Amid this cornucopia of musical imagery there erupts, always surprisingly, a sudden, live-wire interjection by the orchestra. It seems to tap right into the violence that is a perennial bedrock of human history—and that, for all his calculation, Machiavelli is never able to subdue or suppress. Fairouz also uses a recurring harmonic sequence as a metaphoric binding device. It’s reminiscent of Philip Glass, but Fairouz makes the gesture his own by recontextualizing it into his riotously eventful score.
With his large, expressive baritone and vivid stage presence, Joshua Hopkins excelled in creating the role of Machiavelli. Fairouz reserves most of the opera’s vocal highlights for him, especially the chastened beauty of the epilogue. After so much frantic activity, Machiavelli resigns himself and prepares to “enter the courts of the ancients.”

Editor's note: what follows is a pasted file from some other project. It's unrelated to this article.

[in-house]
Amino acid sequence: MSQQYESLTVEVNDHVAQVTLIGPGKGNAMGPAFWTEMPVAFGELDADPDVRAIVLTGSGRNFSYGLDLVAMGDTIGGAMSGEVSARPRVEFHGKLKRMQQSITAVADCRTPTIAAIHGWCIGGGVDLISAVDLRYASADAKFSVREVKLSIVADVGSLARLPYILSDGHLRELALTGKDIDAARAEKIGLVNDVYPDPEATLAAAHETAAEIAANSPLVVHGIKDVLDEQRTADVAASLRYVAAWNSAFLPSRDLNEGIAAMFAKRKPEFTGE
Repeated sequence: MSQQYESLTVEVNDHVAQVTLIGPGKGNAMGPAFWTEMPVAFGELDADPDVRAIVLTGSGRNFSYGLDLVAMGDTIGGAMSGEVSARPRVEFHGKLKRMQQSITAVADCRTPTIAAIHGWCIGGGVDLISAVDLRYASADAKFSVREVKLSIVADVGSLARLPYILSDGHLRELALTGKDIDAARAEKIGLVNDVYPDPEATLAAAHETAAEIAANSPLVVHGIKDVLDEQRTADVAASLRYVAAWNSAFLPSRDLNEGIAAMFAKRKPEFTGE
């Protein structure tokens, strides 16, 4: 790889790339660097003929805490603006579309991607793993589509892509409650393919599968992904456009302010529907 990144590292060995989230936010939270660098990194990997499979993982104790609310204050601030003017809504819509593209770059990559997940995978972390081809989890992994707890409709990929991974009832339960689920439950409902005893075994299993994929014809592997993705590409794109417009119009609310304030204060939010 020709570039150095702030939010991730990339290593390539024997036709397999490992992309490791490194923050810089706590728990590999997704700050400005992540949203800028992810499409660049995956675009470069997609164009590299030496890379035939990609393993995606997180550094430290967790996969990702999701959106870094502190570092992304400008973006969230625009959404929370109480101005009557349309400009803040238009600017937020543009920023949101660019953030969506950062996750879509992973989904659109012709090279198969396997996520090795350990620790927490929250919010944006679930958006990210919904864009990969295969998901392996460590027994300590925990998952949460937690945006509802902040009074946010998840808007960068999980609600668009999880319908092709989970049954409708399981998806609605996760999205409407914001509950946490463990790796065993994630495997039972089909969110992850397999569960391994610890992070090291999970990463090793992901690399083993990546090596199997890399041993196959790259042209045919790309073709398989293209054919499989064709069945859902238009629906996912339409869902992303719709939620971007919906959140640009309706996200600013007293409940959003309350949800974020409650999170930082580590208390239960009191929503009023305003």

There’s also some terrific material for Fortuna (strikingly characterized by Karin Strobos), but I longed for more-extended treatments of several major characters. Simon Lim’s Wu Virtu was imposing, but the character ends up feeling too much like a blank slate to make his turning against Machiavelli at the end effective.
The New Prince calls for a large cast of 13, and filling the roles was a mix of trained opera singers, actors involved in musical theater, and young artists from DNO’s training program. Thus Kissinger was played, with roguish style, by the Broadway performer Marc Kudisch. (It’s interesting to compare his characterization with that in John Adams’s Nixon in China from 1987, which as far as I know is the first—and only other—work to have brought the diplomat to the opera stage. In Nixon he has more of a comic relief function.)